Cultural Encounters: A Journal For The Theology Of Culture Volume 11 Number 2 (Summer 2016) - Page 106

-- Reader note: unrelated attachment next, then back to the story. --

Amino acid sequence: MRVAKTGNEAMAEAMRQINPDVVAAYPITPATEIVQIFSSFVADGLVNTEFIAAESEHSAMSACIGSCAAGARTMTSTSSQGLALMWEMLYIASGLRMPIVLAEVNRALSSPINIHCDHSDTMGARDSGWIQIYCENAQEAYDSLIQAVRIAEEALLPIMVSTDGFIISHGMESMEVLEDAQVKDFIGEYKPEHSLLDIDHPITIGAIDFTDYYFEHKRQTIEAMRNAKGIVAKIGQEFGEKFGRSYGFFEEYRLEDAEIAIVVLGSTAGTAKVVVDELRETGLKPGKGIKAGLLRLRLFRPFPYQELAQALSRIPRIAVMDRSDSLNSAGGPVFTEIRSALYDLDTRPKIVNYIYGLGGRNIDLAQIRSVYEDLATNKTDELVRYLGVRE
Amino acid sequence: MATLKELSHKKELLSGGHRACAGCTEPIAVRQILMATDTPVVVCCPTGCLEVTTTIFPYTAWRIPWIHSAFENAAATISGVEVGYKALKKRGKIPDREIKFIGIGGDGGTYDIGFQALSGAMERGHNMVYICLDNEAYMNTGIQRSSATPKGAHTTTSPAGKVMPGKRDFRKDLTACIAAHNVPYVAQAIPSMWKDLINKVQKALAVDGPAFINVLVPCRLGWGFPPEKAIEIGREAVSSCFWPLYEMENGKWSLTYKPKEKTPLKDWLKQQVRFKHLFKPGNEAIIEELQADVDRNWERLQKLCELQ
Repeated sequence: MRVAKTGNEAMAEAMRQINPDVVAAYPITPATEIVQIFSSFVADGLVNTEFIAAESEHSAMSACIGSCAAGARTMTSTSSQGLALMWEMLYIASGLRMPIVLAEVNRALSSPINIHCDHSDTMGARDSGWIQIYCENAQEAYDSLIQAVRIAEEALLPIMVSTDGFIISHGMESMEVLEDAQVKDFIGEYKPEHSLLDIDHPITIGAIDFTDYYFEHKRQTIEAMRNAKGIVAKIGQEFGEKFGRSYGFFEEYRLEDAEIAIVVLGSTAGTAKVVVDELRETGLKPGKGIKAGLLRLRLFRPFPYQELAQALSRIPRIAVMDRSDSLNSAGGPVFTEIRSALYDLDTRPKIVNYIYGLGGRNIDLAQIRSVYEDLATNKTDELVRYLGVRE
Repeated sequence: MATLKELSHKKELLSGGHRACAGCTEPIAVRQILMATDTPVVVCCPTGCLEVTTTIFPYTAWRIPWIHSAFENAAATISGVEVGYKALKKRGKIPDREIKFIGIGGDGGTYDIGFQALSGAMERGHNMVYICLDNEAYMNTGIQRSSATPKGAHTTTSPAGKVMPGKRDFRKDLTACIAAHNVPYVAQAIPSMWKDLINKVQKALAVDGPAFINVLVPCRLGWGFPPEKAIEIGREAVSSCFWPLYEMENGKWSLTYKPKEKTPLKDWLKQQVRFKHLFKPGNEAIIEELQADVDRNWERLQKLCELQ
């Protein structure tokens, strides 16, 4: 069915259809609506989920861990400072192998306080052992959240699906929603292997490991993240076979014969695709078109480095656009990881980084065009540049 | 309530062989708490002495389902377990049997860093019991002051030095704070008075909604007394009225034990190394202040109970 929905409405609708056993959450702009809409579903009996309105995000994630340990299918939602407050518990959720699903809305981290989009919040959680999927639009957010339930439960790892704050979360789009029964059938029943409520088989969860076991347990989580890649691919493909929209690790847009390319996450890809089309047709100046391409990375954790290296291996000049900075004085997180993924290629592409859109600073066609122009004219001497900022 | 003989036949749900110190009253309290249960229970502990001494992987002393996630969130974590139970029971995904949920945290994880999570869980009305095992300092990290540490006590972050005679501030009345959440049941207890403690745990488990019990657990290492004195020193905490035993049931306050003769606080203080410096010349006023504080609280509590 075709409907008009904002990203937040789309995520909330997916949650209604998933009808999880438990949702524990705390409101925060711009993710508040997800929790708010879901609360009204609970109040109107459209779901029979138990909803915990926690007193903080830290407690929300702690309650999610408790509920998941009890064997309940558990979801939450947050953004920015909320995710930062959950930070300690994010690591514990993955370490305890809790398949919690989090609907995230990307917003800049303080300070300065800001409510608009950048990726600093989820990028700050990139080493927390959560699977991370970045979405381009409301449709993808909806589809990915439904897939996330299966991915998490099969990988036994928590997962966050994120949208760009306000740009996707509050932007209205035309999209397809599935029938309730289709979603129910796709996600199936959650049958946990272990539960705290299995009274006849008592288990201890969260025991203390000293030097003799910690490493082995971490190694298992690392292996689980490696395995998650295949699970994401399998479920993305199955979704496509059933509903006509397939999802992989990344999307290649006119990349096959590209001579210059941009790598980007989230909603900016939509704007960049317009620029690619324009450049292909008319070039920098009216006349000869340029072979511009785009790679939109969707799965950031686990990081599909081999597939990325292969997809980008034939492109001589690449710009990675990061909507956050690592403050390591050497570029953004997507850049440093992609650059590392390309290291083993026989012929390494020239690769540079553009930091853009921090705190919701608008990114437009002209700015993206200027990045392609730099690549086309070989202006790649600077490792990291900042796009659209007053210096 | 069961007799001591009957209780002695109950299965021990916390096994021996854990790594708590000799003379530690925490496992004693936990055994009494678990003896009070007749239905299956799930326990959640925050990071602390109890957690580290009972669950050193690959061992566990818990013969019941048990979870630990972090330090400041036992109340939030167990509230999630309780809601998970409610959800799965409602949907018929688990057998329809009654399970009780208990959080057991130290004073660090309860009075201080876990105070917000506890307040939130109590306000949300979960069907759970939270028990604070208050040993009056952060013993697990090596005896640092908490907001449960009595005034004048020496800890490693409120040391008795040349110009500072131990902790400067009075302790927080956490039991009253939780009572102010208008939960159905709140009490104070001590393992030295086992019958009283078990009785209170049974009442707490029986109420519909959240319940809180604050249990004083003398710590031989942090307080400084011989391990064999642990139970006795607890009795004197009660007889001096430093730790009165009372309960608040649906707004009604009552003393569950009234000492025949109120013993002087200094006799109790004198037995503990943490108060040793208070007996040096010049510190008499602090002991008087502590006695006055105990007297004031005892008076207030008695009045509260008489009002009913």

FOOD, CULTURE, AND THE ACT OF EATING - Nokar While God who is Life himself allowed food to sustain our life temporarily, he shares his life with us in his Son Jesus Christ. Jesus Christ became man and ate food with us. When he ate with humanity—he shared in the life of humanity. He entered into our pain and took our sins upon himself and died in our stead. Likewise, when we partake of Christ and with Christ, we share in his Life: eternal Life. This sharing of Life with God in Christ extends into how we live our lives in relation to God. When we partake of Christ, sharing in his Life, we have communion with God in him and participate in his mission of reconciling the world to himself. As God’s ambassadors, we will rejoice in what brings joy to God’s heart and grieve over what brings grief to his heart. Behold, what manner of love the Father has given unto us that we should participate in his Life and mission! Also, partaking of Christ together as a sharing of life with one another extends into how we live our lives in relation to one another as Christians. When we partake of Christ, we testify that we will share in one another’s joy and suffering. We will care for one another by carrying one another’s burdens and celebrating our blessings together. How beautiful it will be when we profess our participation in Christ and love toward one another through partaking of the Eucharist, and we embody this participation in Christ and love toward one another by truly caring for one another in both word and deed! Ultimately, as we look within the pages of the Bible to the One who created food, we realize that love and relationship is ultimately at the heart of the act of eating and sharing food with one another. In other words, food is bound up with relationship. Food is an instrument to express love. Thus, when God, in his Son, decided to partake of food with humankind and humankind with him, he entered into love relationship with us. When Jesus partook of the Last Supper with his disciples, he initiated a new covenant, that is, a new relationship between God and humankind of which he will be the Mediator (e.g., Mt 26:28; Mk 14:24; Lk 22:20). When the incarnate God, Jesus Christ, ate with people, he was expressing his love and desire to be in relationship with them. He did not seek them because of what he would gain from them; he loved them for who they were. In today’s world, relationships are formed based on what one can gain out of his or her relationships. We are drawn to people because of what we can gain from being in relationship with them. And we distance ourselves from those who we think can offer us nothing. Oftentimes, we have treated our relationship with Jesus Christ in the same way. We look past the person of Christ and focus on what is there to gain and miss the very person to whom all of Scripture points. Treating our relationships in this manner, we fall into the sin of reducing people into objects that we can use to further ourselves and achieve our goals. We fall into the sin of treating our fellow brothers and 103